Run for the Roses: Kentucky Derby Blooms!
Meet the horticulture team behind one of the most extravagant events around.
After more than 140 years of high-energy races, you're guaranteed to see at least three things at Churchill Down the first weekend in May – fanfare, fashion and lots of flowers.
The “Run for the Roses,” named after the 2 ½-foot garland of roses the winner receives, attracts thousands of guests each year. Derby Day attendees are greeted by a dazzling display of flowers and plants carefully selected by Churchill Downs’ very own horticulture department.
At the head of the pack is Matt Bizzell, director of horticulture. A lifetime gardener with 18 years at Churchill Downs, Matt and his team design everything from tulip beds to whimsical topiaries for the 147-acre racetrack.
Okay, first things first: How did you get into horticulture?
I was a kid that was always attracted to the country and being outdoors. My mother loved to garden and saved money each winter to buy annuals in the spring for our house. She always took me to the local nursery to buy them and let me help her plant them when we got home. Also, both of my grandmothers had vegetable and ornamental gardens.
Could you give us a quick rundown of your day-to-day?
I meet with my crew each morning and discuss the day’s plans and goals. Then I usually help them get started and make sure they have what they need to work safely and efficiently. I try to visit every site where we have plants at least once a week to ensure things look good and see what work is needed or if there are any problems developing. We have such a large property and so many cultivated areas that it is difficult to evaluate everything once a week. I continue to communicate with my staff throughout the day and plan our work for tomorrow.
Kentucky Derby/Churchill Downs
What are you most excited for this year?
Kentucky Derby/Churchill Downs
We change up our annuals every year and always use new varieties that are on the market. It is always fun to see how the new plants do here and what our guests have to say about them. I love the South, so I am always excited about our tropical plants. We buy new ones each year and save the best ones in our greenhouse over the winter so that we have some large specimens for Derby Day. We typically do informal plantings of a mix of annuals, perennials, tropicals, grasses, trees and shrubs to give year-round interest to a facility that is always on display.
Have you faced any problems this year while planning?
No problems this year…yet. Weather is always our biggest issue. We open the last Saturday of April and need to have most of our plantings finished at that time. In the Louisville area there is still a good chance of frost, so we have to wait until the forecast looks good and then start planting at the last minute. This year the spring has been kind to us and we started a week earlier than normal, and when you have 20,000 plants to put in the ground by the first Saturday in May a week makes a huge difference.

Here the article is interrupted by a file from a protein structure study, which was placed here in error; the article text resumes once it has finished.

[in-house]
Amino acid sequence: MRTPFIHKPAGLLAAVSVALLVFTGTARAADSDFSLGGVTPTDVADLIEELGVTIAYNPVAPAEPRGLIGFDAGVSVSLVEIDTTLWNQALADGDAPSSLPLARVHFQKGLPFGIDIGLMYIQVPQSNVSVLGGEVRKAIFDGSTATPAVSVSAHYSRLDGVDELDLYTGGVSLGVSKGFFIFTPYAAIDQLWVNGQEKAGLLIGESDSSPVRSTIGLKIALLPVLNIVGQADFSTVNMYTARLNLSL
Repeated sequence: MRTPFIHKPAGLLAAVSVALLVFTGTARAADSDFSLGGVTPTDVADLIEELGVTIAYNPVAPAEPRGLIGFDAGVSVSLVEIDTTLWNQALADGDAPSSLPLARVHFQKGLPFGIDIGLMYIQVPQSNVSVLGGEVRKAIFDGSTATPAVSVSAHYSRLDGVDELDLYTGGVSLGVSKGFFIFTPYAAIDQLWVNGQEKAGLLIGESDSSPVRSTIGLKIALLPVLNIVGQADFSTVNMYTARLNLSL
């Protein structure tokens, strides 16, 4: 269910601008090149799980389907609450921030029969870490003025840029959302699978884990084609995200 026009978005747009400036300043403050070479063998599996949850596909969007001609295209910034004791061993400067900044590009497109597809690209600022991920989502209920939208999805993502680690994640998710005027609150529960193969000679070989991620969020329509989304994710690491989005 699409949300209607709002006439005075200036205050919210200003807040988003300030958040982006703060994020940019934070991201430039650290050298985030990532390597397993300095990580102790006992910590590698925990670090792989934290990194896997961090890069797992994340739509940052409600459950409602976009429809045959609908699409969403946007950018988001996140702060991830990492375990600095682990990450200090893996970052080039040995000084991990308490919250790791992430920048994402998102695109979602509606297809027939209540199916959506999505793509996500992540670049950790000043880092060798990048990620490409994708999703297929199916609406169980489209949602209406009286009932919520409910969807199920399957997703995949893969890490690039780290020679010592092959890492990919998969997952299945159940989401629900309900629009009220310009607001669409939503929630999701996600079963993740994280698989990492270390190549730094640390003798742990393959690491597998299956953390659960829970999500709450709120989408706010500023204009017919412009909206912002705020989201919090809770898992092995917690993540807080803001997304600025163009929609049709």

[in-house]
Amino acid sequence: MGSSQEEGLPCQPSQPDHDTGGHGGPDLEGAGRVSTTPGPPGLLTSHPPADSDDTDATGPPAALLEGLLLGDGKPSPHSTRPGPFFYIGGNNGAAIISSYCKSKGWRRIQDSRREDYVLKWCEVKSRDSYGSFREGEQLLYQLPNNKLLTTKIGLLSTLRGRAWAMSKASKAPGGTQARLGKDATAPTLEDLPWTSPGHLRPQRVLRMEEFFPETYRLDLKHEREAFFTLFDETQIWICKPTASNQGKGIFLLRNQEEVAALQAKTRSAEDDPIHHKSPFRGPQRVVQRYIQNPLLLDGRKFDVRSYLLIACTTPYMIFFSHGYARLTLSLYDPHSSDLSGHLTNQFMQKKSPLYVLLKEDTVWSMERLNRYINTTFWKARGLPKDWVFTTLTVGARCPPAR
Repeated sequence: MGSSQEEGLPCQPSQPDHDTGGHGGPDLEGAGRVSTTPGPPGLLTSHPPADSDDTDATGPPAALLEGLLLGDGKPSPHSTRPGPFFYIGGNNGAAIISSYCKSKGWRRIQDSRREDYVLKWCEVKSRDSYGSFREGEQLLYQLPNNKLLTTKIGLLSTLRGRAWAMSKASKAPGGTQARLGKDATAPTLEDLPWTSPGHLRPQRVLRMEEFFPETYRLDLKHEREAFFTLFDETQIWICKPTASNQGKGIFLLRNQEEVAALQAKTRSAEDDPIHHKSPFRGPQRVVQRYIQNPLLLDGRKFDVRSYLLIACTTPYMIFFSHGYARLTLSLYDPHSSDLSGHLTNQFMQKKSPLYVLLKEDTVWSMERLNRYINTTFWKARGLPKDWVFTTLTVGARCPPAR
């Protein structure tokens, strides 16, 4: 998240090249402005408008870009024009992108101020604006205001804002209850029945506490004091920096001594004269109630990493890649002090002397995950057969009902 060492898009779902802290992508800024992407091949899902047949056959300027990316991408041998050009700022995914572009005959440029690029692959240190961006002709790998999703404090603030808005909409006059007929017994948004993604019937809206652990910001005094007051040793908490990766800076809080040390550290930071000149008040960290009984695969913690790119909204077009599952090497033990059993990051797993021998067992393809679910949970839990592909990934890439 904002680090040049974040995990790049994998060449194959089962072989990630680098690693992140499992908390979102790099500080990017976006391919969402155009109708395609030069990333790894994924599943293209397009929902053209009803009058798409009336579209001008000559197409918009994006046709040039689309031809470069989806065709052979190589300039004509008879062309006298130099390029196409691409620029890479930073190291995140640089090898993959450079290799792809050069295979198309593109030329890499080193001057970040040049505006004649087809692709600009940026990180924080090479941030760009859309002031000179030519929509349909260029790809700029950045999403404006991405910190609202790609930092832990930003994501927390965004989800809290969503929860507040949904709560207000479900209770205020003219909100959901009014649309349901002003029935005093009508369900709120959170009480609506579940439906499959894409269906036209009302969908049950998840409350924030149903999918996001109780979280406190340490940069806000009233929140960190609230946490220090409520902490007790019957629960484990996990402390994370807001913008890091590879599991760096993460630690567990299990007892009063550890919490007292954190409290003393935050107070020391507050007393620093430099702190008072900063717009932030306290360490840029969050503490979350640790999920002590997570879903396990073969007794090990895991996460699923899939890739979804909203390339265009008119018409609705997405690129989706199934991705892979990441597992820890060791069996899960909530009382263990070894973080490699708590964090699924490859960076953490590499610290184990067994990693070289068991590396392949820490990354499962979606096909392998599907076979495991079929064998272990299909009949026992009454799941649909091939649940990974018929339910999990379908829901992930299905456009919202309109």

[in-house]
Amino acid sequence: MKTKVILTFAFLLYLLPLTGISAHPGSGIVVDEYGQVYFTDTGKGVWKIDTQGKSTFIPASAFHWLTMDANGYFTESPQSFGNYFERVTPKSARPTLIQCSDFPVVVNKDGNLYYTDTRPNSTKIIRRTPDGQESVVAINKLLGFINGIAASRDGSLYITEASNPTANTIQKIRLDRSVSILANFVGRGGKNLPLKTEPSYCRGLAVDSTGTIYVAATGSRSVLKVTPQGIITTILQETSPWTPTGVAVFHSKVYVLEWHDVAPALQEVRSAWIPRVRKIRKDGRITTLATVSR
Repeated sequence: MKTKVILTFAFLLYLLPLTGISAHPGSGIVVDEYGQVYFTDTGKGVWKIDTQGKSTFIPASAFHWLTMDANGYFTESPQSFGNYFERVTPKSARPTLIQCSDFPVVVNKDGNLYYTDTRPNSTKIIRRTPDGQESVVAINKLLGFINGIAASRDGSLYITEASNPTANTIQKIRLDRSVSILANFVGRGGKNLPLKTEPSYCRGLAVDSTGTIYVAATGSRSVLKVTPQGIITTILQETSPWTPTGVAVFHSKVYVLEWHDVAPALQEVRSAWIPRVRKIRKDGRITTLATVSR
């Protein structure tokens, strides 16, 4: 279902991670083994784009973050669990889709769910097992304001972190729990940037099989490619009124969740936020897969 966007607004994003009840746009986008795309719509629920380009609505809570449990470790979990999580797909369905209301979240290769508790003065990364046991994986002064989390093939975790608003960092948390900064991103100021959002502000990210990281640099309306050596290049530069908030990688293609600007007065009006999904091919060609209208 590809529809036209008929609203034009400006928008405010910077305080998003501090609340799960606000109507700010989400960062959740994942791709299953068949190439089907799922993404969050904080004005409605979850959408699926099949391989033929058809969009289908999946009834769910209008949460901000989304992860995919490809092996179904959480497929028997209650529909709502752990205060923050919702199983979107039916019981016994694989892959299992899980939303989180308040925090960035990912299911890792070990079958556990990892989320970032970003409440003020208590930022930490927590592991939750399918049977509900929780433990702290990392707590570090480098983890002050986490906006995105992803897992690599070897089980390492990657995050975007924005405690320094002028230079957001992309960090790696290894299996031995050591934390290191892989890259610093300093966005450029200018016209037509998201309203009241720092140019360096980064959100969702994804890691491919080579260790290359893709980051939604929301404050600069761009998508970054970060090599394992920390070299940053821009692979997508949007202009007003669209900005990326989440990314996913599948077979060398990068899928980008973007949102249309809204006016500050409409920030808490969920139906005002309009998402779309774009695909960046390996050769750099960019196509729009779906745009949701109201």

How do you spend the week surrounding the Kentucky Derby? How many people are on your team? I’m sure you have lots of volunteers.
We spend the week of Derby making last minute adjustments, repairing areas that get damaged by staff, vendors, patrons or horses, caring for our plants that are in reserve in the greenhouse, delivering plants to our temporary seating that is only used the weekend of Derby, and keeping the parking lots and perimeter of our property clean. There are eight full-time staff members including myself and one temporary worker that helps during the planting season. We have Seneca High School’s agriculture students help us plant a large rooftop garden and Eastern High School’s JROTC program helps us clean up the parking lots and surrounding areas after Oaks and Derby.
I’ve never been to the Kentucky Derby. If you had one word to describe the scene, what would it be?
Is there anything your team is planning (or growing) for future years that you can share with us?
We are growing 12 enormous hanging baskets of staghorn ferns that won’t be ready until next year.
Red Dragon Wing Begonia
Large oval leaves earn ‘Dragon Wing’ its name. Tall arching stems give this plant a fountainous look that’s perfect in a container. In planting beds, ‘Dragon Wing’ begonia forms a dense mound 15 to 18 inches tall and wide. Look for flowers in pink or red. Give plants deep shade to light sun.
Do you have any words of encouragement for beginning gardeners?
Make friends with a gardener and learn from them. Gardeners are naturally nurturing people that will share their plants and knowledge with you.
A fun one: What’s your spirit flower? (Mine is blanket flower.)
I don’t have a spirit flower, but I think we’d all agree that Churchill Downs’ spirit flower is the red rose in honor of the “Run for the Roses.”
Anything else you’d like to add?
Our horticulture department is small in comparison to the amount of property that we maintain. I am constantly amazed at their talents and dedication to this place. I am proud to be on their team.
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